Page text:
The video begins with low-budget magic: Gina Campbell opens the doors to her store, snaps her fingers and the lights in 1889 Salvage Co. turn on, cuing upbeat music reminiscent of The Isley Brothers hit “It’s Your Thing,” and the dance party commences.
Vendor Jamie Flanery enters the scene in a plaid bathrobe, wielding a coffee mug. Flanery sees the action, throws off his robe to reveal a navy sweater with elbow patches, and begins his dance. Dave Johnson, another vendor, brings his dachshund, Dagmar, in for a close-up while dancing. Kari Johnson dances with a book in hand under a sign that reads “See Inside TO APPRECIATE.”
Campbell, 1889 owner, said vendor Kari Johnson– who co-owns Johnson Manor Mercantile with Dave – directed and edited the video right before COVID-19 hit. Once it was clear that the coronavirus had made its way to Spokane, they decided it would be tone deaf to post it on social media. The video now seems almost prescient to Campbell. Before the pandemic, who would have thought watching someone open a store could pack such a walloping emotional punch?
Johnson points out that, because of how it was filmed, everyone in the video was social distancing way before it was cool. The end result is a goofy video that gets to the heartbeat of this specific time in our history.
Despite this quirky video, Campbell had not been comfortable in front of a camera, but once the shop closed its doors, she quickly got over that. Even though she was still able to fulfill online orders, business dropped about 98%. Campbell got busy making DIY videos, and publishing them to social media to give her customers ideas for projects during the stay-home order.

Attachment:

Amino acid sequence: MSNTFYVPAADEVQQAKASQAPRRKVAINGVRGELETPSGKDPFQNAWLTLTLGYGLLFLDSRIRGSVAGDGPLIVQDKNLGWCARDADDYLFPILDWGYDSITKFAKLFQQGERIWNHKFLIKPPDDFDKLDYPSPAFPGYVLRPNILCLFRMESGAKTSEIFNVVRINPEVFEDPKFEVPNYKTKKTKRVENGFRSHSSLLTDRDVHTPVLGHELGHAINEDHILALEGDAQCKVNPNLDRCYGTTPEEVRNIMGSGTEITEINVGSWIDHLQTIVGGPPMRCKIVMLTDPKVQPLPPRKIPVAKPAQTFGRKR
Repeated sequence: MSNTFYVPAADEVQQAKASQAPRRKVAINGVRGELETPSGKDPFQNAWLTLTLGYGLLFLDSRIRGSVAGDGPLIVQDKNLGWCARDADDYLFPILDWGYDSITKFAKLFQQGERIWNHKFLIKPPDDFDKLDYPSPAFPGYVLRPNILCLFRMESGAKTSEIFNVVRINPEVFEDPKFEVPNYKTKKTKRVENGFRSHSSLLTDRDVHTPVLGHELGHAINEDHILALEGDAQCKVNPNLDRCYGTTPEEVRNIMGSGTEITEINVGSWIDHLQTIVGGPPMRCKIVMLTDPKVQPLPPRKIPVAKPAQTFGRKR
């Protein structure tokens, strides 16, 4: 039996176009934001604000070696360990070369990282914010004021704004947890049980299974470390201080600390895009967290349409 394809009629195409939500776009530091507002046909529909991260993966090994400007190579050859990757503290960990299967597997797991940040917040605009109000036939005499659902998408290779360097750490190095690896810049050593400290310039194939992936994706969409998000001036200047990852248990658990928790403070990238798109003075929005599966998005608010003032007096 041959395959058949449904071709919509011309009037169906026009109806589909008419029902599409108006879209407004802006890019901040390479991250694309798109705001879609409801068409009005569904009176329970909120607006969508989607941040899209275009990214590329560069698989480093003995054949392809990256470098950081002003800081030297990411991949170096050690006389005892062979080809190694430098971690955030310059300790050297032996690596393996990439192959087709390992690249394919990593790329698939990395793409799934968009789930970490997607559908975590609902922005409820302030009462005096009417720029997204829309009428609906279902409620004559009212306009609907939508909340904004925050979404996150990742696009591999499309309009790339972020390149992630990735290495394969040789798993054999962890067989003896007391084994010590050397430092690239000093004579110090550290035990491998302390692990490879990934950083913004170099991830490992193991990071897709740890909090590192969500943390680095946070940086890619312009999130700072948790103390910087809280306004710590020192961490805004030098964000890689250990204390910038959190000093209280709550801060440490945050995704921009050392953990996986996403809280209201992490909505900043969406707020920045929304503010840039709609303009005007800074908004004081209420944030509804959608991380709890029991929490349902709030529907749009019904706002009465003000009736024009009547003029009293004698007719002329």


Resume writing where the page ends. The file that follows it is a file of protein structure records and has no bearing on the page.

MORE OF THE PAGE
“I did a fun segment on what do you do with your empty liquor bottles, which is kind of funny because everybody talks about how much they drank and ate during the pandemic,” Campbell said.
When Spokane moved into Phase 2, 1889 reopened. The night before, Campbell felt like an eighth-grader on the eve of her birthday party.
“Is anybody going to show up?” Campbell said. “And they did, so yay! I felt like, ‘Oh, they like me!’ But you know, there was that moment like, ‘Are they coming back? Are they going to leave their house?’ ”
Memorial Day weekend was great for business, but Campbell still worries for the future. She did a lot to make sure her business was safe for shopping, such as hand sanitizing stations, employees wearing masks and rearranging her store to make sure customers had enough room to keep distance. Campbell thinks businesses on Monroe were uniquely prepared for a situation like this.
“It kind of brought back memories from the construction period we went through, except for this is completely different because we literally had to shut our doors,” Campbell said. “There’s a certain grit that comes with having gone through something like construction, because we did ask ourselves, ‘If no one walked in the door, how are we going to stay in business?’ ”
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